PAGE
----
SUMMARY

It has been more than 30 years since the first aldose reductase inhibitor (ARI) was tested in diabetic and galactosemic rats and found to control the polyol accumulation. Since then, a considerable number of ARIs have been tested in experimental and human diabetes. Despite the initial encouraging results from tests that were conducted for the past 20 years, ARIs have not been established for the treatment of diabetic neuropathy yet. The main reasons for this are inconsistent results and the unacceptable high rate of side-effects associated with the initially tested compounds. The lack of well-defined end points and the inability to produce an inhibitor that achieves satisfactory tissue penetration and enzyme inhibition are other major contributing factors for this failure. This chapter focuses on the clinical trials that have examined the effect of all tested ARIs on human diabetic neuropathy.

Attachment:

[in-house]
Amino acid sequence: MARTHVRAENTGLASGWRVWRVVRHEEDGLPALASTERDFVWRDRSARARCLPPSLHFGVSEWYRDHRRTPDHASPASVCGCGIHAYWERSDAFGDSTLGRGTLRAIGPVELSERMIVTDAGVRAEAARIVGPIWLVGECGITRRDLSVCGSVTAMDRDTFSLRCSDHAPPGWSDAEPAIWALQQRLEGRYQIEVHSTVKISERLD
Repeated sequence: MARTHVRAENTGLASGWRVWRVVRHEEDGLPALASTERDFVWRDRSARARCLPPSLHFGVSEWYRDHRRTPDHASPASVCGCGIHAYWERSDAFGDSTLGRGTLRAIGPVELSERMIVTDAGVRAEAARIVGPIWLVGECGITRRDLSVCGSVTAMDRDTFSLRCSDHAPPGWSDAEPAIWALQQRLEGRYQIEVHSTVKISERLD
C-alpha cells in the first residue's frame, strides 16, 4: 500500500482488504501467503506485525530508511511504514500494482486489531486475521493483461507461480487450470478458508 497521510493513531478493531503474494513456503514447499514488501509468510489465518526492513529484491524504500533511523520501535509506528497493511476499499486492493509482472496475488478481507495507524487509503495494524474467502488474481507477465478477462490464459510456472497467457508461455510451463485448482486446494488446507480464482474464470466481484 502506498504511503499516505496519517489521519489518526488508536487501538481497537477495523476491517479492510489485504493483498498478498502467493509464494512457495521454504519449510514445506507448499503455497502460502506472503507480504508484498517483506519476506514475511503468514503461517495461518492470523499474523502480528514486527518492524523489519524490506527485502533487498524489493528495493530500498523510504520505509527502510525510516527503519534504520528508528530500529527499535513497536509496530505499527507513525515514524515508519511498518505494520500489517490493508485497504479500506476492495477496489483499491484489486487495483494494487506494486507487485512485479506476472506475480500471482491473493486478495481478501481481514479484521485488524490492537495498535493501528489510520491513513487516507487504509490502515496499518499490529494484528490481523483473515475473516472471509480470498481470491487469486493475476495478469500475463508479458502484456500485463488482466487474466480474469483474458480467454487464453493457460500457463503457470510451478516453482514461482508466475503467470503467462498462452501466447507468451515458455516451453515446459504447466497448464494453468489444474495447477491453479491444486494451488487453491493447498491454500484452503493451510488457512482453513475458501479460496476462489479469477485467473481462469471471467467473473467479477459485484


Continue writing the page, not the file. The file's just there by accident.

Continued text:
Key Words: Aldose reductase inhibitors; clinical trials; human diabetic neuropathy; efficacy; side effects; clinical use.

Peripheral Neuropathy Natural Treatment Options

Peripheral Neuropathy Natural Treatment Options

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